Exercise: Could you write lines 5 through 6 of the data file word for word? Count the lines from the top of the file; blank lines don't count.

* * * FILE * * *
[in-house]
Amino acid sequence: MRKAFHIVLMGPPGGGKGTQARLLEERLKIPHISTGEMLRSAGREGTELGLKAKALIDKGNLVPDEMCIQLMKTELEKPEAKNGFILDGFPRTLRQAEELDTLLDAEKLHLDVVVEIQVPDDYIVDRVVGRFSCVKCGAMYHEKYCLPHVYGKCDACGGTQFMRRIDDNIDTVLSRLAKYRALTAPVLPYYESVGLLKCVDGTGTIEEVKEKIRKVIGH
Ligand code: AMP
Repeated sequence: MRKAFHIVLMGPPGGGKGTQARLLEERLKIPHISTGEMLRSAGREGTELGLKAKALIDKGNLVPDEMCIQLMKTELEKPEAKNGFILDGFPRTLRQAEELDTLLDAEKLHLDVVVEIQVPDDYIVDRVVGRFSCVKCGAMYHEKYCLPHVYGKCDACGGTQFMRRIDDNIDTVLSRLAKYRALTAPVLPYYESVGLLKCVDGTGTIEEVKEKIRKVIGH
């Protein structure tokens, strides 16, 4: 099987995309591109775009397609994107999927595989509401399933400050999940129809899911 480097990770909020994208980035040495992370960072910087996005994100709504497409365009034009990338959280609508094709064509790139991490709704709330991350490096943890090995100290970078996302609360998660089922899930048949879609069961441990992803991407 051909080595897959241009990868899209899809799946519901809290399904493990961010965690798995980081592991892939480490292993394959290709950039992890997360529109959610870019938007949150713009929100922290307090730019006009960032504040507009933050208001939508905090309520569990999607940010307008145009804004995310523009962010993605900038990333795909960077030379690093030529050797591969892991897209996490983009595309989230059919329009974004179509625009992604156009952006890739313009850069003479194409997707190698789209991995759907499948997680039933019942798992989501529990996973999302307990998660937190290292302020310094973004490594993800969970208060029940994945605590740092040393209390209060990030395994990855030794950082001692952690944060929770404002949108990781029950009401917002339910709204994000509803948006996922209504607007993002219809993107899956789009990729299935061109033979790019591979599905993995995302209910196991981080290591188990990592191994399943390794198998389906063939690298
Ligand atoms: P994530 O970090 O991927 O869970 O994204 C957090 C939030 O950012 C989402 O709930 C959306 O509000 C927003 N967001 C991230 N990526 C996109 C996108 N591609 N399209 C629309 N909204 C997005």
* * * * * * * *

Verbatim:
């Protein structure tokens, strides 16, 4: 099987995309591109775009397609994107999927595989509401399933400050999940129809899911 480097990770909020994208980035040495992370960072910087996005994100709504497409365009034009990338959280609508094709064509790139991490709704709330991350490096943890090995100290970078996302609360998660089922899930048949879609069961441990992803991407 051909080595897959241009990868899209899809799946519901809290399904493990961010965690798995980081592991892939480490292993394959290709950039992890997360529109959610870019938007949150713009929100922290307090730019006009960032504040507009933050208001939508905090309520569990999607940010307008145009804004995310523009962010993605900038990333795909960077030379690093030529050797591969892991897209996490983009595309989230059919329009974004179509625009992604156009952006890739313009850069003479194409997707190698789209991995759907499948997680039933019942798992989501529990996973999302307990998660937190290292302020310094973004490594993800969970208060029940994945605590740092040393209390209060990030395994990855030794950082001692952690944060929770404002949108990781029950009401917002339910709204994000509803948006996922209504607007993002219809993107899956789009990729299935061109033979790019591979599905993995995302209910196991981080290591188990990592191994399943390794198998389906063939690298
Ligand atoms: P994530 O970090 O991927 O869970 O994204 C957090 C939030 O950012 C989402 O709930 C959306 O509000 C927003 N967001 C991230 N990526 C996109 C996108 N591609 N399209 C629309 N909204 C997005």